After two weeks of cycling in France, from chateau to chateau with my daughter Lucy we were reluctant to leave the Loire and head up to Paris. We decided on a medieval cathedral visit to enrich the soul and so we found ourselves at Chartres. This is probably the finest Gothic cathedral in Northern France.
Chartres Cathedral rises above the wheat fields of France like a giant ocean-going liner. A pair of asymmetrical towers give it a quirky, lopsided look as you gaze at the West Front with its highly decorated facade. It is easy to imagine the sense of accomplishment that early visitors felt when they arrived here at this great centre of worship dedicated to the Virgin Mary. We can’t help but feel slightly overwhelmed at this medieval masterpiece.
This holy place has been a destination for generations of pilgrims. Devout Christians would walk from Paris south-west towards Chartres to pay their respects to Mary – the mother of Jesus. In medieval times every place of worship had to have a really good relic – ideally something belonging to a saint or martyr – to attract visitors. This could be a piece of clothing, jewellery or even a body part. Fingers, toes and teeth would do the job nicely. A relic was something that pilgrims would travel for hours to see and to touch. At Chartres the relic was the Sancta Camisa. This is the gown said to have been worn by Mary when she gave birth to Jesus. It was often believed that these relics had miraculous powers, including healing the sick, changing a person’s fortunes or providing good luck. Hopeful pilgrims would come from miles around.
We climbed to the top of the North Tower of Chartres Cathedral. It’s a long, spiral ascent up increasingly narrow and worn stone steps. At the top of the tower there is a circular walk way that affords views from every compass point. We can see for miles across the flat agricultural plains. We are brushing shoulders with saints, gargoyles and miscellaneous bishops carved generations ago. Algae and lichen cling to the stone, gently reducing it over centuries, particle by particle, back to dust. The view from the North Tower gives perspective and helps us to understand the enormity of this cathedral and the challenges involved in its construction. Much of the church that we see today was built in a relatively short period of about 30 years after the great fire of 1194. It is incredible to think that just one hundred years after the Norman Conquest of Britain in 1066 buildings like this were being erected almost simultaneously on both sides of the English Channel in both Chartres and Canterbury.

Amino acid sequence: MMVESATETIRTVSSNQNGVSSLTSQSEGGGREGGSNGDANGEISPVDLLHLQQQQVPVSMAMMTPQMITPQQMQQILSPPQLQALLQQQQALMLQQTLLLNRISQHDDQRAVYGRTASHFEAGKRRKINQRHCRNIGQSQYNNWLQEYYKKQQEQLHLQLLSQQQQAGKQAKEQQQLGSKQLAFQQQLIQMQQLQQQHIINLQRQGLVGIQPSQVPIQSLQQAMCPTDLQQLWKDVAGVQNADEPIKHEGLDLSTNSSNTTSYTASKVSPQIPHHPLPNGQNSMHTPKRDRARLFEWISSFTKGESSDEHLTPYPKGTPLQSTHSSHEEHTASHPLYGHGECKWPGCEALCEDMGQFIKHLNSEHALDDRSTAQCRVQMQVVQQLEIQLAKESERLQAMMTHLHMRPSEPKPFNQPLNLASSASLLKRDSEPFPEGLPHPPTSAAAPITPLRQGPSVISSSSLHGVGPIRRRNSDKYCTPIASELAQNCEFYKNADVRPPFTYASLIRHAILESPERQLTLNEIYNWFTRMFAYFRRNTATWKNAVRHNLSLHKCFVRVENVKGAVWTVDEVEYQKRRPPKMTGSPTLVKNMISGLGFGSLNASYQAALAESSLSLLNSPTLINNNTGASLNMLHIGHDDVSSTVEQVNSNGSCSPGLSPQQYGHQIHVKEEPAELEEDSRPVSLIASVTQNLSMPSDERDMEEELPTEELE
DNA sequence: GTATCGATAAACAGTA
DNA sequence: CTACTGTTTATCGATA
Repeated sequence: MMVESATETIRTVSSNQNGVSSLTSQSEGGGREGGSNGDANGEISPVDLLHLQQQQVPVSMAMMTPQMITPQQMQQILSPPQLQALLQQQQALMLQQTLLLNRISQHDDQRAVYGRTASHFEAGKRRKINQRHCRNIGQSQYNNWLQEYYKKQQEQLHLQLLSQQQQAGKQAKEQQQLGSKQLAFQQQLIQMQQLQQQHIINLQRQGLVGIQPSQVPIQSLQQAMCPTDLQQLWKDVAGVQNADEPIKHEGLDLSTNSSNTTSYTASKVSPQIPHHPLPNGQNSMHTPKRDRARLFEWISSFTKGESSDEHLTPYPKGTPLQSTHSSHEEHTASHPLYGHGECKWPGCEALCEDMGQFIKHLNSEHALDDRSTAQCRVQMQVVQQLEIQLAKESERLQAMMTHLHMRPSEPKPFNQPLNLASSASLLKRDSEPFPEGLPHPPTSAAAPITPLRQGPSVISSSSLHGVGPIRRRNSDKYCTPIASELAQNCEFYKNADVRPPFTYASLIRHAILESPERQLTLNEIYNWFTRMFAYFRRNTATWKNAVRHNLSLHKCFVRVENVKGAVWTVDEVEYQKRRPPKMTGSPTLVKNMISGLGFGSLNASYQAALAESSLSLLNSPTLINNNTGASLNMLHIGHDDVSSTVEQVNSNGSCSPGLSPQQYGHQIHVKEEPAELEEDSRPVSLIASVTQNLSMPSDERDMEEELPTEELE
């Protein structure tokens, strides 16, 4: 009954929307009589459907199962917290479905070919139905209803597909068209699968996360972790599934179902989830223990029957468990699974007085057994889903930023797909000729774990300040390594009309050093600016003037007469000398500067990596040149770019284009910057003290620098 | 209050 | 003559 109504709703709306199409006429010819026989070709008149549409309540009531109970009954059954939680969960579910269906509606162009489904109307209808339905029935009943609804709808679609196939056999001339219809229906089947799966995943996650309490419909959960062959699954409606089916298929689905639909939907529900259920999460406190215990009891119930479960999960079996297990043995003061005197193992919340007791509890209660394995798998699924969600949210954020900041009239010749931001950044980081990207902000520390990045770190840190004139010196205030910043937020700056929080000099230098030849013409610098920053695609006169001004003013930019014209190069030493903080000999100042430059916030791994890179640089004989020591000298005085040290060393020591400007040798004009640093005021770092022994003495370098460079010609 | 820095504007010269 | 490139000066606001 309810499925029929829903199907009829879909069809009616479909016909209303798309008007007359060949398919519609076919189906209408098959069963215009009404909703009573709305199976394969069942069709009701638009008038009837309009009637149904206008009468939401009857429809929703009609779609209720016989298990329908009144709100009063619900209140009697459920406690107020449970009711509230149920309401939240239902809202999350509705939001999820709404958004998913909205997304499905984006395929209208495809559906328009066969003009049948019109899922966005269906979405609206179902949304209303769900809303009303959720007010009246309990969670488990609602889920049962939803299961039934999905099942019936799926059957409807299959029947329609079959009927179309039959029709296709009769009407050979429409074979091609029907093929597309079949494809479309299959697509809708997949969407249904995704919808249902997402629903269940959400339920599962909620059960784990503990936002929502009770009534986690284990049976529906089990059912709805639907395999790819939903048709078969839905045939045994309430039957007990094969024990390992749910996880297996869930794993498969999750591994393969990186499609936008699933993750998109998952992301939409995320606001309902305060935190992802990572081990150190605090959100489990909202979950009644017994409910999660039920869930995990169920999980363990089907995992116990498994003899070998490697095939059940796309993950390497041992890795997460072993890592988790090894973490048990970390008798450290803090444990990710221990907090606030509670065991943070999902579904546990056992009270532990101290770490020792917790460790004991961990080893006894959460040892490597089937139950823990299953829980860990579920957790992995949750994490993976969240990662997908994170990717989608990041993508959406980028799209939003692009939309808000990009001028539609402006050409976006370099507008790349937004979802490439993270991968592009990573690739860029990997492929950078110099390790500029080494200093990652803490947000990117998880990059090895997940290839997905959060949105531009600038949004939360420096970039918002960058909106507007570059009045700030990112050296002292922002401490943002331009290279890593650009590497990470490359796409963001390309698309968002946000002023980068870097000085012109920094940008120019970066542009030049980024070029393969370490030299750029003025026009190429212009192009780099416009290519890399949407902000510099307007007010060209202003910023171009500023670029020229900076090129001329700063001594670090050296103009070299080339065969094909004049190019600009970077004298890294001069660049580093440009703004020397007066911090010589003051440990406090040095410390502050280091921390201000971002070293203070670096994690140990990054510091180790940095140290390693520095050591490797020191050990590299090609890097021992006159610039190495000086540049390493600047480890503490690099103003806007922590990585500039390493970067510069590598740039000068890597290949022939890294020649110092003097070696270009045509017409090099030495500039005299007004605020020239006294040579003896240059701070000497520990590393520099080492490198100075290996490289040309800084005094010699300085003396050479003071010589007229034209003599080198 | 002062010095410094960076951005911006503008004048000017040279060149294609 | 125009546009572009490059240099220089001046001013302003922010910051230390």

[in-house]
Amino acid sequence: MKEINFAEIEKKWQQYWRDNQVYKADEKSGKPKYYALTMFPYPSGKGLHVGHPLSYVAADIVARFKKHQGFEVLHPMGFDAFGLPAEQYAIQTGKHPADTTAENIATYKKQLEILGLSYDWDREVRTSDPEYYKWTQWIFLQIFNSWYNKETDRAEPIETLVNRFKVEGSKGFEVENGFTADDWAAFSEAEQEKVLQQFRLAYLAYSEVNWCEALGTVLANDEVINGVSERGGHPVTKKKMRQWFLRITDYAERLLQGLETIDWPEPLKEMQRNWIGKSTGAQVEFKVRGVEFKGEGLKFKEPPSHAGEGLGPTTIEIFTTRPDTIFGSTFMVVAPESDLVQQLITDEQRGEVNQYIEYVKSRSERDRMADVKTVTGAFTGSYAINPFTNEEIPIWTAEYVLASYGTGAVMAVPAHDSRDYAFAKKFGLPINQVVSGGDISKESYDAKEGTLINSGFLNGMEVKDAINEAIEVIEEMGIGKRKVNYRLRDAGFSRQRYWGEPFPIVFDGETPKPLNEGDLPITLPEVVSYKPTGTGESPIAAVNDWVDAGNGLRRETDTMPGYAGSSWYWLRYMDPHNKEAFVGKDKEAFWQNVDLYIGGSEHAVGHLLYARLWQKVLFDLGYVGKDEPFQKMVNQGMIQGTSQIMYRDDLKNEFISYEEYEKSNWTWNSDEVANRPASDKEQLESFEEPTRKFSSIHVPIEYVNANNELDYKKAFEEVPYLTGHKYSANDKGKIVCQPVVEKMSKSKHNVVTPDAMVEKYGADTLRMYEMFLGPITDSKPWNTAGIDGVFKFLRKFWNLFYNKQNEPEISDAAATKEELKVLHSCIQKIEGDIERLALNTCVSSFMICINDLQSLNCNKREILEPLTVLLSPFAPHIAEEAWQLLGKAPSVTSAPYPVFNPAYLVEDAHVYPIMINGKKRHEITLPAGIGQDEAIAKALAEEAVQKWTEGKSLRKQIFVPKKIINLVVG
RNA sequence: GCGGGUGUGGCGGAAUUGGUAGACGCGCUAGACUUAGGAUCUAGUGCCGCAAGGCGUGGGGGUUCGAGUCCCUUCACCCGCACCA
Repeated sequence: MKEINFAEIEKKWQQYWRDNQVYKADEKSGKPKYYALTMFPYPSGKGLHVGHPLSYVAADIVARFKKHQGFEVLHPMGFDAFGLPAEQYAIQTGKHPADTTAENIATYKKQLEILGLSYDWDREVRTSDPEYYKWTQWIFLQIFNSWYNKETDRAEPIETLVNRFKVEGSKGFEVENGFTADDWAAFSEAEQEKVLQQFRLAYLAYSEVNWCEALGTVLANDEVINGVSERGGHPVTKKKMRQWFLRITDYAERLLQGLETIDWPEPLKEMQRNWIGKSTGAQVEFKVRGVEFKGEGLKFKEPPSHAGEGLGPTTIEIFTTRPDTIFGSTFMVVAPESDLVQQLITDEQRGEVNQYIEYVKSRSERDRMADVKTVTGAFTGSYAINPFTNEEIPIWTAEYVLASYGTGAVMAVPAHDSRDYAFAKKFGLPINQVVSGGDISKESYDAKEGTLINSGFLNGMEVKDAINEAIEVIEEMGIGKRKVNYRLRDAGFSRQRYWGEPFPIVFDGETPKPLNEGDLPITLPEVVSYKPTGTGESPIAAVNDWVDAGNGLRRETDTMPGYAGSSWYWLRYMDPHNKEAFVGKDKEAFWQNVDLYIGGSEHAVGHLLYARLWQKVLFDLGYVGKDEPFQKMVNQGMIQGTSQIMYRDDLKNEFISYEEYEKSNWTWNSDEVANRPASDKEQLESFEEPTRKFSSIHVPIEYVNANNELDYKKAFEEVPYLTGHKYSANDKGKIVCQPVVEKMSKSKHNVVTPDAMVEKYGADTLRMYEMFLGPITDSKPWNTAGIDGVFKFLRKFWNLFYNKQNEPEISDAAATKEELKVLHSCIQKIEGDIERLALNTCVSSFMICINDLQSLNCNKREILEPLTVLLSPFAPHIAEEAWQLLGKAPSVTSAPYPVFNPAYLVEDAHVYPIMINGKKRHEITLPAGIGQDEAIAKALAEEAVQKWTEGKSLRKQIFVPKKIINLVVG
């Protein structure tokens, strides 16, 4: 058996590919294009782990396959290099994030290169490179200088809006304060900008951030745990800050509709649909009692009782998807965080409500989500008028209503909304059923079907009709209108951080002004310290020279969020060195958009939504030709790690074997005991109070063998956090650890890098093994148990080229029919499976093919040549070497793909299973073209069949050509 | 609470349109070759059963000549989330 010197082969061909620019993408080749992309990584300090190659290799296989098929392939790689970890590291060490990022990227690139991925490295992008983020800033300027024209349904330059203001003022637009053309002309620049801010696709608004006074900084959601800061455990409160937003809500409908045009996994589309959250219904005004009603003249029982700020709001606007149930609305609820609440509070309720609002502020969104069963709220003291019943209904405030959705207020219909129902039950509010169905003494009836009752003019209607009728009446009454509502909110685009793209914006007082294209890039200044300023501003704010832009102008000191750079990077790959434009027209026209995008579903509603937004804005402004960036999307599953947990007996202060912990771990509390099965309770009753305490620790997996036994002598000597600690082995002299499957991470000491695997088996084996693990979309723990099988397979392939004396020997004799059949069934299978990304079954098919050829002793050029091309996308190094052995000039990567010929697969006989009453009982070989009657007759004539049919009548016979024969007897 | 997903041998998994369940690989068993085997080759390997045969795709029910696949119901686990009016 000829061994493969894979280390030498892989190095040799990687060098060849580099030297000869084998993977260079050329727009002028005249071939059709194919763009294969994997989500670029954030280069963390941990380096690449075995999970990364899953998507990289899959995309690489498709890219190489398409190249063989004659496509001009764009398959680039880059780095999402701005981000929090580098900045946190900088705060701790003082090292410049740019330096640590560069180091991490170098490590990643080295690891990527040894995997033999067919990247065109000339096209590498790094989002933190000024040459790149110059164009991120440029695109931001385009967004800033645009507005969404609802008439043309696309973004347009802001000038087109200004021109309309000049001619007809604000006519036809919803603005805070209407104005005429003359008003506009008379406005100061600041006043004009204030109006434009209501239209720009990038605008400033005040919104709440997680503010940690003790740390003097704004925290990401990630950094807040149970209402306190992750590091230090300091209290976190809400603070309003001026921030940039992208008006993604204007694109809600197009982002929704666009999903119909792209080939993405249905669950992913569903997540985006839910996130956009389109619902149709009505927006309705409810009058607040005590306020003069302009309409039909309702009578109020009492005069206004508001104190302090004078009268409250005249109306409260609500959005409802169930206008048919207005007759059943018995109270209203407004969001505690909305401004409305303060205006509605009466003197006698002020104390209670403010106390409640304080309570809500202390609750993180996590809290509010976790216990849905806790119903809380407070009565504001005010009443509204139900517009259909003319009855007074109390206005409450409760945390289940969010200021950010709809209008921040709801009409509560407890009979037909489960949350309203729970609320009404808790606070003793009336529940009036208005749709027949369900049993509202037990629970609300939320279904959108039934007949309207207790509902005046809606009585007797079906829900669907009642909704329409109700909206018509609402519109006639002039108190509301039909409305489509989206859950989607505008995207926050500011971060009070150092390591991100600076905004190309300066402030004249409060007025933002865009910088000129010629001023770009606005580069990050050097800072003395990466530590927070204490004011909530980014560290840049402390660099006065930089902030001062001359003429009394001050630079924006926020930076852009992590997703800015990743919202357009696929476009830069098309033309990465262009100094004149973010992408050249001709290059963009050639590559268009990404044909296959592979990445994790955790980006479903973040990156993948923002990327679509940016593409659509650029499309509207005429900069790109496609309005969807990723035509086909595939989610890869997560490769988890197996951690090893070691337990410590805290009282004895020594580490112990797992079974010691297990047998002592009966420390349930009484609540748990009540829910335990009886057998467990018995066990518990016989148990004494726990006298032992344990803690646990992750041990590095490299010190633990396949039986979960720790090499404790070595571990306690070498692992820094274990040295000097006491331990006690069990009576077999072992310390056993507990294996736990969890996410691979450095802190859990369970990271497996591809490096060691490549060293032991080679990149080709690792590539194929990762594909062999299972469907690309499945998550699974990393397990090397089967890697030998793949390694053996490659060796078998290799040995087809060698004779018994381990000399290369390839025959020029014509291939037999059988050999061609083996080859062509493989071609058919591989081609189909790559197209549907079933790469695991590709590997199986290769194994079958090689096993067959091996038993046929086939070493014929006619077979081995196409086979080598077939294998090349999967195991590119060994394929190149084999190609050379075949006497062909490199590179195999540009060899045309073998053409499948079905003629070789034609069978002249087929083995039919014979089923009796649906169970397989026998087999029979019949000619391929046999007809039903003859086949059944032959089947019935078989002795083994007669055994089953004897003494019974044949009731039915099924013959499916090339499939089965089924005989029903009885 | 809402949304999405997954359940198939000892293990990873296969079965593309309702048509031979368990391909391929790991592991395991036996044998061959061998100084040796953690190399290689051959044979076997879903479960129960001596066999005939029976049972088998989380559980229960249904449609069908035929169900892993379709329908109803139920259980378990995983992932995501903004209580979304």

As well as being a place of worship Chartres Cathedral was also a centre for trade. In the Middle Ages the cathedral was the focal point of the town with different commercial activities taking place around each door or portal. Textiles were sold around the north transept, while meat, vegetable and firewood sellers would gather at the south porch. Money-changers (an essential service at a time when each town or region had its own currency) had their benches near the West Door and sometimes in the nave itself. Wine sellers would ply their trade in the nave, although 13th-century ordinances record them being banished to the crypt from time to time. Each morning workers would gather outside the cathedral in search of daily work. So if you needed a carpenter, metal-worker or painter you’d head for the cathedral and recruit a worker for the day.
Christianity developed as the main religion of the Roman Empire from 313 AD onwards when Constantine, the Emperor, under pressure from his mother Helen, passed the Edict of Milan. This allowed Christians to worship freely within the Roman Empire. Pilgrimage was encouraged by the church from the early days. In the Middle Ages Pope Urban II encouraged ‘men of god’ to take up arms and march to the Holy Land in an attempt to reclaim the ‘holy sites’ in the name of Christianity. This was effectively a call to arms against the Turks and Arabs of the Levant and the eastern shores of the Mediterranean. It was also the birth of the ‘Crusades’. The idea of a pilgrimage or religious journey is first recorded in a descriptive manuscript known as the Itinerarium Burdigalense which dates from around the 4th century. It is a detailed description of a journey from Europe to the ‘Holy Land’ by an early Christian traveller. However the notion of the ‘Crusades’ and the military objective of reclaiming land in and around Jerusalem was a later Middle Ages phenomenon.